Eye patterns matter! The more of the pitch the batter sees, the more data they have to utilize when swinging or taking. It is imperative that hitters KNOW how they are utilizing their eyes pre-pitch and at release so we can know if they are maximizing their ability for the brain to collect data. The eye can track the pitch in to the point where the swing is initiated, but after that, it seems that the brain utilizes its predictive capabilities to place the bat in the proper place for contact.
Practicing and evaluating eye patterns has been instrumental for our hitting approach. Practicing this off a live pitcher allows hitters to develop a rhythm for their saccades and head rotation during a live pitch. Also, by seeing live pitches, this also theoretically strengthens the myelin of pitch endpoint prediction.
Visual Approach: Pre-pitch Gaze Behavior of Baseball Hitters - Driveline Baseball
Eye & Head Movements in Batting: Challenging the “Truths” – The Perception & Action Podcast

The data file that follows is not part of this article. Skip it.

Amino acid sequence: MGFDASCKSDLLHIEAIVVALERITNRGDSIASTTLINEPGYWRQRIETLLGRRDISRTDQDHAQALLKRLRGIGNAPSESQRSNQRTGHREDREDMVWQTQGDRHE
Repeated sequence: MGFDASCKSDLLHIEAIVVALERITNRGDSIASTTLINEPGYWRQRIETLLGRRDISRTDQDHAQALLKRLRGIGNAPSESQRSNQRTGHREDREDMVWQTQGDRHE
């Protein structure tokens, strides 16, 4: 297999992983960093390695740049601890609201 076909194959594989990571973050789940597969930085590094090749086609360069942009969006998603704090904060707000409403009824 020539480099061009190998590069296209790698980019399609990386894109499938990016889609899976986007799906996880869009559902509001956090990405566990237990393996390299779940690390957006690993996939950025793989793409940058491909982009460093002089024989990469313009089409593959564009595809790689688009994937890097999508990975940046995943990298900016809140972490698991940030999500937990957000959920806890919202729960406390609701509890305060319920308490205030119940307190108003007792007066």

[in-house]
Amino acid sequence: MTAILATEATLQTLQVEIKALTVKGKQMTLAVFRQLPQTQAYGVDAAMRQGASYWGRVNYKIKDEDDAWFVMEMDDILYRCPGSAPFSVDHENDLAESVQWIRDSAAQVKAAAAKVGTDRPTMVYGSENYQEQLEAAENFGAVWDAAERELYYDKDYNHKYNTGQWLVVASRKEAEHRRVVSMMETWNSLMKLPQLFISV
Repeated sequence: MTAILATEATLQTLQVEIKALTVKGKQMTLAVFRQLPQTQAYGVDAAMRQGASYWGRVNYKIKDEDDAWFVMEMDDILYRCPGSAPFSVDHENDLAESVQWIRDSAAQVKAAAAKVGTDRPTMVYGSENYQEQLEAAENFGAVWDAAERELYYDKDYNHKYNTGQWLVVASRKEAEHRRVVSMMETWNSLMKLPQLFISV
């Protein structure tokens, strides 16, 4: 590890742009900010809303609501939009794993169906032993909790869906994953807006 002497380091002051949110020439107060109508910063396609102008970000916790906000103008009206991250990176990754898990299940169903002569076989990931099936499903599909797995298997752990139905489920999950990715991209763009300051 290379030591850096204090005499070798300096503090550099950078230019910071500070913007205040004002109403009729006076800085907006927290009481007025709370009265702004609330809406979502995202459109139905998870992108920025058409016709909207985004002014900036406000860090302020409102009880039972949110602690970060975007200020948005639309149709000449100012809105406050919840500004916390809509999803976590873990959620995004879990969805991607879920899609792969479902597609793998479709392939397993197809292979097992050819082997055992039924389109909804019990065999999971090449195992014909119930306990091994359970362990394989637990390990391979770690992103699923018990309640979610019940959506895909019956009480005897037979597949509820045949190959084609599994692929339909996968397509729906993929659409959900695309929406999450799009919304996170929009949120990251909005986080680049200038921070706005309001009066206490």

THE BRAIN IS CAPABLE OF DOING ALL THESE THINGS AS IT IS LITERALLY BUILT TO DO THIS! This stands to reason that if the brain is capable than improvement MUST be possible. The key is designing drills that create improvement in the areas listed above and being able to explain the goal of the drill while keeping instructions simple and digestible for hitters.
Myelination of the brain is an EXTREMELY hard thing to measure and we attempt to do so in the following ways.
1. We do a variety of pitch recognition drills that we create a game out of and assign scores with “winners” and “losers”. By creating a game out of the drill players really lock in and compete to defeat one another and players can track their scores over time to see if they are improving.
2. In game, we track 0 strike “excellence” by evaluating swing decision in their 0K count. By tracking 0 strike excellence we are able to evaluate the hitters decision making ability on 0 strikes and then reverse engineer our results into figuring out if the hitter is struggling in an area such as having a poor working mental representation, poor focus during practice drills, or improper eye usage (or in some cases, the need for corrective lenses).
Lastly, because a pitch happens at such a high rate of speed, I believe the brain subconsciously logs much of the information and learns from it creating myelin and improving conscious skills by helping a hitter to SIGNIFICANTLY improve at pitch identification and K zone awareness even if the hitters is in denial of the blossoming ability and unaware of the improvement in ability.